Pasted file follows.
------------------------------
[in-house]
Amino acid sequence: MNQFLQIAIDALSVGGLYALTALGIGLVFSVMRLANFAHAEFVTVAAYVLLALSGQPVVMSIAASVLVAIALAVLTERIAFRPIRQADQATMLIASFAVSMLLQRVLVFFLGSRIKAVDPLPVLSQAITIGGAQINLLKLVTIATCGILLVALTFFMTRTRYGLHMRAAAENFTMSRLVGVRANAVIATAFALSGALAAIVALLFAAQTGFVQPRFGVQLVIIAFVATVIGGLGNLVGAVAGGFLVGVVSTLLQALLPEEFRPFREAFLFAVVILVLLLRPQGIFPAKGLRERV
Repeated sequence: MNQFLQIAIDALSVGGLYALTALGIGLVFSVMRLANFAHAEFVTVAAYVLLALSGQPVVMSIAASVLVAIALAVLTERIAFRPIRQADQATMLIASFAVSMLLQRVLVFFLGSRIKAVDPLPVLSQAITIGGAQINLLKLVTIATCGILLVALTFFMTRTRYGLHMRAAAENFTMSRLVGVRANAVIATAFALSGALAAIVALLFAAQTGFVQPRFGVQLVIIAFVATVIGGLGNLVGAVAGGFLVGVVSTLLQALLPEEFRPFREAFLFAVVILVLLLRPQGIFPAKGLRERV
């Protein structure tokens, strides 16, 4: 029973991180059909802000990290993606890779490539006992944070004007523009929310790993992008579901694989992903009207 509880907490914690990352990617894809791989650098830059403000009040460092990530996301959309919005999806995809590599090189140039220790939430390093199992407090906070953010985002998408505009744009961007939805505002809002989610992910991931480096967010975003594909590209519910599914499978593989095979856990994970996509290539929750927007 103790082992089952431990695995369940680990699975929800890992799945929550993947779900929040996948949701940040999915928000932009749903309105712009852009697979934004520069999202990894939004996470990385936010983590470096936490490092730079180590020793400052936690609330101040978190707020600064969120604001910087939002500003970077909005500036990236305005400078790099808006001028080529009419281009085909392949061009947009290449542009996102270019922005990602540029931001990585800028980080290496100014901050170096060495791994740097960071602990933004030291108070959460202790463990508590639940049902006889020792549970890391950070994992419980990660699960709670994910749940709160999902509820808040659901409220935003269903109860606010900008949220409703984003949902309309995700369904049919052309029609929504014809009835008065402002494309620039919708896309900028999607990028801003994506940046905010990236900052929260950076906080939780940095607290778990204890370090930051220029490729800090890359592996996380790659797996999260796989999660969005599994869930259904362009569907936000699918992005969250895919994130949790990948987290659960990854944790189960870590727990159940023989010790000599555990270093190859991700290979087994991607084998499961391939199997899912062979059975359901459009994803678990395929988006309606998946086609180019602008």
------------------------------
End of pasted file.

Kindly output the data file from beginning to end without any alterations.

[in-house]
Amino acid sequence: MNQFLQIAIDALSVGGLYALTALGIGLVFSVMRLANFAHAEFVTVAAYVLLALSGQPVVMSIAASVLVAIALAVLTERIAFRPIRQADQATMLIASFAVSMLLQRVLVFFLGSRIKAVDPLPVLSQAITIGGAQINLLKLVTIATCGILLVALTFFMTRTRYGLHMRAAAENFTMSRLVGVRANAVIATAFALSGALAAIVALLFAAQTGFVQPRFGVQLVIIAFVATVIGGLGNLVGAVAGGFLVGVVSTLLQALLPEEFRPFREAFLFAVVILVLLLRPQGIFPAKGLRERV
Repeated sequence: MNQFLQIAIDALSVGGLYALTALGIGLVFSVMRLANFAHAEFVTVAAYVLLALSGQPVVMSIAASVLVAIALAVLTERIAFRPIRQADQATMLIASFAVSMLLQRVLVFFLGSRIKAVDPLPVLSQAITIGGAQINLLKLVTIATCGILLVALTFFMTRTRYGLHMRAAAENFTMSRLVGVRANAVIATAFALSGALAAIVALLFAAQTGFVQPRFGVQLVIIAFVATVIGGLGNLVGAVAGGFLVGVVSTLLQALLPEEFRPFREAFLFAVVILVLLLRPQGIFPAKGLRERV
């Protein structure tokens, strides 16, 4: 029973991180059909802000990290993606890779490539006992944070004007523009929310790993992008579901694989992903009207 509880907490914690990352990617894809791989650098830059403000009040460092990530996301959309919005999806995809590599090189140039220790939430390093199992407090906070953010985002998408505009744009961007939805505002809002989610992910991931480096967010975003594909590209519910599914499978593989095979856990994970996509290539929750927007 103790082992089952431990695995369940680990699975929800890992799945929550993947779900929040996948949701940040999915928000932009749903309105712009852009697979934004520069999202990894939004996470990385936010983590470096936490490092730079180590020793400052936690609330101040978190707020600064969120604001910087939002500003970077909005500036990236305005400078790099808006001028080529009419281009085909392949061009947009290449542009996102270019922005990602540029931001990585800028980080290496100014901050170096060495791994740097960071602990933004030291108070959460202790463990508590639940049902006889020792549970890391950070994992419980990660699960709670994910749940709160999902509820808040659901409220935003269903109860606010900008949220409703984003949902309309995700369904049919052309029609929504014809009835008065402002494309620039919708896309900028999607990028801003994506940046905010990236900052929260950076906080939780940095607290778990204890370090930051220029490729800090890359592996996380790659797996999260796989999660969005599994869930259904362009569907936000699918992005969250895919994130949790990948987290659960990854944790189960870590727990159940023989010790000599555990270093190859991700290979087994991607084998499961391939199997899912062979059975359901459009994803678990395929988006309606998946086609180019602008």